DAC Beachcroft advises on disability discrimination claim against the South Central Ambulance Service NHS Foundation Trust - DAC Beachcroft

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DAC Beachcroft advises on disability discrimination claim against the South Central Ambulance Service NHS Foundation Trust

Published 14 May 2015

Today (Thursday 14th May) the Employment Appeal Tribunal gave its decision on the case of Gunn v South Central Ambulance Service NHS Foundation Trust (SCAS). Leading healthcare law firm DAC Beachcroft LLP acted for the Respondent. The case considered whether an employee whose employment is due to transfer automatically under TUPE is entitled to resign before the transfer and still bring a discrimination claim against the transferee. 

Mrs Gunn was employed by Shropshire Doctors Co-operative Ltd which provided an NHS 111 service until 19th March 2013, at which point the service transferred to NHS Direct. Mrs Gunn was one of the employees expected to TUPE transfer into the employment of NHS Direct. She had requested to work 10 hours per week once she transferred to NHS Direct, on the basis that she was disabled and could only work that number of hours. She had worked only 10 hours per week at Shropshire Doctors. NHS Direct declined her request, stating that 15 hours work was necessary to maintain safe practice. In response to this Mrs Gunn resigned prior to the transfer and brought a claim of disability discrimination against NHS Direct for failure to make reasonable adjustments.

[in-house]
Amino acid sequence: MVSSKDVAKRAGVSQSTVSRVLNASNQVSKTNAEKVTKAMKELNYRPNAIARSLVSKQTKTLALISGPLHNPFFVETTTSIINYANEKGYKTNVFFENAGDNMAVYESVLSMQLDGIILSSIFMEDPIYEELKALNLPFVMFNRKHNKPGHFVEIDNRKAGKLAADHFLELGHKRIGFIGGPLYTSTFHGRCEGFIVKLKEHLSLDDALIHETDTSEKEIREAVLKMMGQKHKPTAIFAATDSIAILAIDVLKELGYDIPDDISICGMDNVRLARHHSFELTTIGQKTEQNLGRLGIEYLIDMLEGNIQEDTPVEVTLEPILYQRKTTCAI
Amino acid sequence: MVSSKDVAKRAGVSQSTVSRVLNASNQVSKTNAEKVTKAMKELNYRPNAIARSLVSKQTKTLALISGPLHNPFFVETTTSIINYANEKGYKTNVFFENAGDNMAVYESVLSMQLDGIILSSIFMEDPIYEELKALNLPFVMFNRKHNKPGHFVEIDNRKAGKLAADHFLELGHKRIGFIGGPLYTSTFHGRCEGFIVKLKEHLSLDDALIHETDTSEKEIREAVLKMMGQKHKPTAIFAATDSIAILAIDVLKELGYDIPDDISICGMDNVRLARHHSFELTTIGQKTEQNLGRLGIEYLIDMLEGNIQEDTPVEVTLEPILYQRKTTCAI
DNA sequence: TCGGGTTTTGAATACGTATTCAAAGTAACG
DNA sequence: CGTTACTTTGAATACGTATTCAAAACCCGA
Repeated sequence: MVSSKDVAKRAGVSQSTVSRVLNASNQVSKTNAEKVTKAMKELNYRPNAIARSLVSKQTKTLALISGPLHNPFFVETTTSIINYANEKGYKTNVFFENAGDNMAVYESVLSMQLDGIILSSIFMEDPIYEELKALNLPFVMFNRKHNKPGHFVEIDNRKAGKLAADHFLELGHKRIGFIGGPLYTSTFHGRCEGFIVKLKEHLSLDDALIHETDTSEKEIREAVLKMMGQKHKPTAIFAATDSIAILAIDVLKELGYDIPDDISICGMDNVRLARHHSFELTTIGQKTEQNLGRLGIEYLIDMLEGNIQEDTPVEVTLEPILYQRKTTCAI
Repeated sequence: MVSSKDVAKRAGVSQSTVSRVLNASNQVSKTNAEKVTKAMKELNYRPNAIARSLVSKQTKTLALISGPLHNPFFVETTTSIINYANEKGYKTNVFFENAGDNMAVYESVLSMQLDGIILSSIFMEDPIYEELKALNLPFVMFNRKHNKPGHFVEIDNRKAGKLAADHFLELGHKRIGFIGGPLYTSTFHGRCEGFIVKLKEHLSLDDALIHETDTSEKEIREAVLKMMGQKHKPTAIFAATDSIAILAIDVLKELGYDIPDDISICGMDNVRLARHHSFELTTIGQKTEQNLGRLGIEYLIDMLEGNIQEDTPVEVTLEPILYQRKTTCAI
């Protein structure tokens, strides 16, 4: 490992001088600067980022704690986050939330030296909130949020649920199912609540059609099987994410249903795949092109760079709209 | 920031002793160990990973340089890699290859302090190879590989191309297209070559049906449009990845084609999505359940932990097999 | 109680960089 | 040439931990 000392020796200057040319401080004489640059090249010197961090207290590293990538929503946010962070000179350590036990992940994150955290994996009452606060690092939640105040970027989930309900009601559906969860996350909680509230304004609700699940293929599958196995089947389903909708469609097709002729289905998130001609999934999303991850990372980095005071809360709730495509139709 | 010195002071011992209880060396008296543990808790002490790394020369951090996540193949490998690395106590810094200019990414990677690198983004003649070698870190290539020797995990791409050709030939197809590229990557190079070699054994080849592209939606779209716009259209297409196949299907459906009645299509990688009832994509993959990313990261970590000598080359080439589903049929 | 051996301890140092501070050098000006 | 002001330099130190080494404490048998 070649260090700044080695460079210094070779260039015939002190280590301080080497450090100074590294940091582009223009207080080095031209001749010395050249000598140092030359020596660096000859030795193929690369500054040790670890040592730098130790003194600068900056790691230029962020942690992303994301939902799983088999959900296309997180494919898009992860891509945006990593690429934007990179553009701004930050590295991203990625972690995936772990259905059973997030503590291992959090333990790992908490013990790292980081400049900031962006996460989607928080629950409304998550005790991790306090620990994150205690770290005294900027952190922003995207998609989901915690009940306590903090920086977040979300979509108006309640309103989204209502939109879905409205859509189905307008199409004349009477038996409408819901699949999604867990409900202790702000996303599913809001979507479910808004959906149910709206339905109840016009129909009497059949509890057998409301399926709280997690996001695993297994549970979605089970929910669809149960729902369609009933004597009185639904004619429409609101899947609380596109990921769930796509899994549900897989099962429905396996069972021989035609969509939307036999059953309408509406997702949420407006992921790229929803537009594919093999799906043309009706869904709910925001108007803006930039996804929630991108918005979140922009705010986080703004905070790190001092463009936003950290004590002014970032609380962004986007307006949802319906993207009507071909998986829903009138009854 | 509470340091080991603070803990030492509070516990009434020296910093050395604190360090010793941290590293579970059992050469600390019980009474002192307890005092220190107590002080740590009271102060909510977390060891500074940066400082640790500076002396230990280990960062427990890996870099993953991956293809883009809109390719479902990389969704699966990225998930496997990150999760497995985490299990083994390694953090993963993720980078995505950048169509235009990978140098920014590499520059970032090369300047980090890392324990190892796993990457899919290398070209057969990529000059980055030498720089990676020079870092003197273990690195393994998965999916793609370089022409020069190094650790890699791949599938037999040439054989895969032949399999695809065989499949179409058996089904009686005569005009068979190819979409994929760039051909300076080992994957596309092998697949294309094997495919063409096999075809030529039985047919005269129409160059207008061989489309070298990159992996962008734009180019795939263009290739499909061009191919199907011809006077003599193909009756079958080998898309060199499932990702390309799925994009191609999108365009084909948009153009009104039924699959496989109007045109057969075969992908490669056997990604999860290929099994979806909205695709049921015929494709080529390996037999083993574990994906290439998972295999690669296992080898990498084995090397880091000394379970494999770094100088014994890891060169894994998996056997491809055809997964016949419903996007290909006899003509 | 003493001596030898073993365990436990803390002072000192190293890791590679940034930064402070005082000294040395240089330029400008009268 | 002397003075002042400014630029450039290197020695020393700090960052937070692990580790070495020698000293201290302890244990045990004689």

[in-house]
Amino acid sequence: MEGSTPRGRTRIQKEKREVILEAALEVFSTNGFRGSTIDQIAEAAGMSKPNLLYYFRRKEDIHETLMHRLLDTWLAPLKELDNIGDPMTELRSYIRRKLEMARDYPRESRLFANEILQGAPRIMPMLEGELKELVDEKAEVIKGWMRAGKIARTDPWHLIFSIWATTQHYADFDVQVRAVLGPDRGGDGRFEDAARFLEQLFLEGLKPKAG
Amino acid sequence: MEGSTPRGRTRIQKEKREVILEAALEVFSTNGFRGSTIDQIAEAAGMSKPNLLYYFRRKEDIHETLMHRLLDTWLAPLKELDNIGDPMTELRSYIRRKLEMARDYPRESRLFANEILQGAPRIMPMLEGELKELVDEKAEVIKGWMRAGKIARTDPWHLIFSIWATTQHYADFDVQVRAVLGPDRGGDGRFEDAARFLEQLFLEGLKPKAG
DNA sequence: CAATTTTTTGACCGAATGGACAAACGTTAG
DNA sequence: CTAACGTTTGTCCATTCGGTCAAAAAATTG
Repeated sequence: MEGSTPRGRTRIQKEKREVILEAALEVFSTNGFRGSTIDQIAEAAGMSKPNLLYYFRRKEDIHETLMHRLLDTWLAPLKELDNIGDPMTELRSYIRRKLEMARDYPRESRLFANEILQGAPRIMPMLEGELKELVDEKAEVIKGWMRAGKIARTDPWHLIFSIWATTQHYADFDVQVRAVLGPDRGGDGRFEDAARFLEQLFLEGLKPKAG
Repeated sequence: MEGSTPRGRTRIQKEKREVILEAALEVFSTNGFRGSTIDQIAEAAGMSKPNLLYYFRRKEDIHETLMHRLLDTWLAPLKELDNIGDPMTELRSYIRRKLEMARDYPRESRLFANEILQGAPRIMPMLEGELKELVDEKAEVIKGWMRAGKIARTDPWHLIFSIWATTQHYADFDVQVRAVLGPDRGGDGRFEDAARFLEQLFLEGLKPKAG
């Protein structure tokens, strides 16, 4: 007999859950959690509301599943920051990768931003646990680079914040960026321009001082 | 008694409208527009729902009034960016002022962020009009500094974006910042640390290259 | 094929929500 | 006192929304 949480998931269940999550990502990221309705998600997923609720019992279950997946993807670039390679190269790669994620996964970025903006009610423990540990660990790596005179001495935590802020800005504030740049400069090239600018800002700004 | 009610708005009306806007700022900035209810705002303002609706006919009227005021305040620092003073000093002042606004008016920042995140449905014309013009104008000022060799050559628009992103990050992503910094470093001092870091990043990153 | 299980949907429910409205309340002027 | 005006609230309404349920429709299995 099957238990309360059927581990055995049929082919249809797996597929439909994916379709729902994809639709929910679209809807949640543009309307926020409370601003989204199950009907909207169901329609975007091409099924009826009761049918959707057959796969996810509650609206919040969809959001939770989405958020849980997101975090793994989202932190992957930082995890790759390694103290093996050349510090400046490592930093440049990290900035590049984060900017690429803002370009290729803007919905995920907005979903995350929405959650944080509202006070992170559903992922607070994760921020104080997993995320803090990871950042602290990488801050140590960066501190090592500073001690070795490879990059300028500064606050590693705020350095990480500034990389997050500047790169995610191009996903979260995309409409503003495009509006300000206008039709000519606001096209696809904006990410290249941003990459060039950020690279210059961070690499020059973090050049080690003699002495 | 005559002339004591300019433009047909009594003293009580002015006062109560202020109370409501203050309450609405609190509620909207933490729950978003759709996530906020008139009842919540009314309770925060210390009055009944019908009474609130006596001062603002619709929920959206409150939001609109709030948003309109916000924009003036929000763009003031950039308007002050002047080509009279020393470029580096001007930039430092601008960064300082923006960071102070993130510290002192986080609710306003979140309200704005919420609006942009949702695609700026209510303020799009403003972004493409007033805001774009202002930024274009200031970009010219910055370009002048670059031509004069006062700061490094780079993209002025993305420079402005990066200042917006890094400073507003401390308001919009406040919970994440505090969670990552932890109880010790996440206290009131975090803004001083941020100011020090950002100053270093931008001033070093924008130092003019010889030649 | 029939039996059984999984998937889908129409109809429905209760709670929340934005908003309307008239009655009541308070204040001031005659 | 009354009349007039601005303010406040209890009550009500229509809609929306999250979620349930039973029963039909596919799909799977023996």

The Trust argued that Mrs Gunn was not entitled to bring a claim of disability discrimination against NHS Direct because she was never an employee of theirs and did not fall within any of the protected categories of worker set out in the Equality Act. On this point of law, the Employment Appeal Tribunal (EAT) agreed with the Trust. After remarking that his judgment represented important guidance, the President of the EAT, Mr Justice Langstaff, stated that a person whose employment is due to transfer under TUPE does not automatically fall within the category of job applicant. Therefore such individuals cannot be regarded as applicants for employment which, in effect, they already enjoy – being entitled to the same terms and conditions pre and post transfer. 

Mrs Gunn's claim in the employment tribunal was however allowed to proceed on a separate point: Mrs Gunn was sent a letter by NHS Direct before the transfer date, offering her a position at a different site. That meant she had been offered employment by NHS Direct and so fell within the protected category under the Equality Act.

Melanie Saunders, Assistant Director of HR at South Central Ambulance Service NHS Foundation Trust, said: "This case is an historic claim and was inherited by SCAS as the successor body when NHS Direct was dissolved in March 2014. It does not involve any of SCAS' employees or management. We have seen the Employment Appeal Tribunal's decision and are pleased that the Court agreed with the Trust on the point of law we appealed. The claim will now proceed in the Employment Tribunal and so we are not in a position to comment further."

Authors

Katy Horner

Katy Horner

Bristol

+44 (0)117 918 2082

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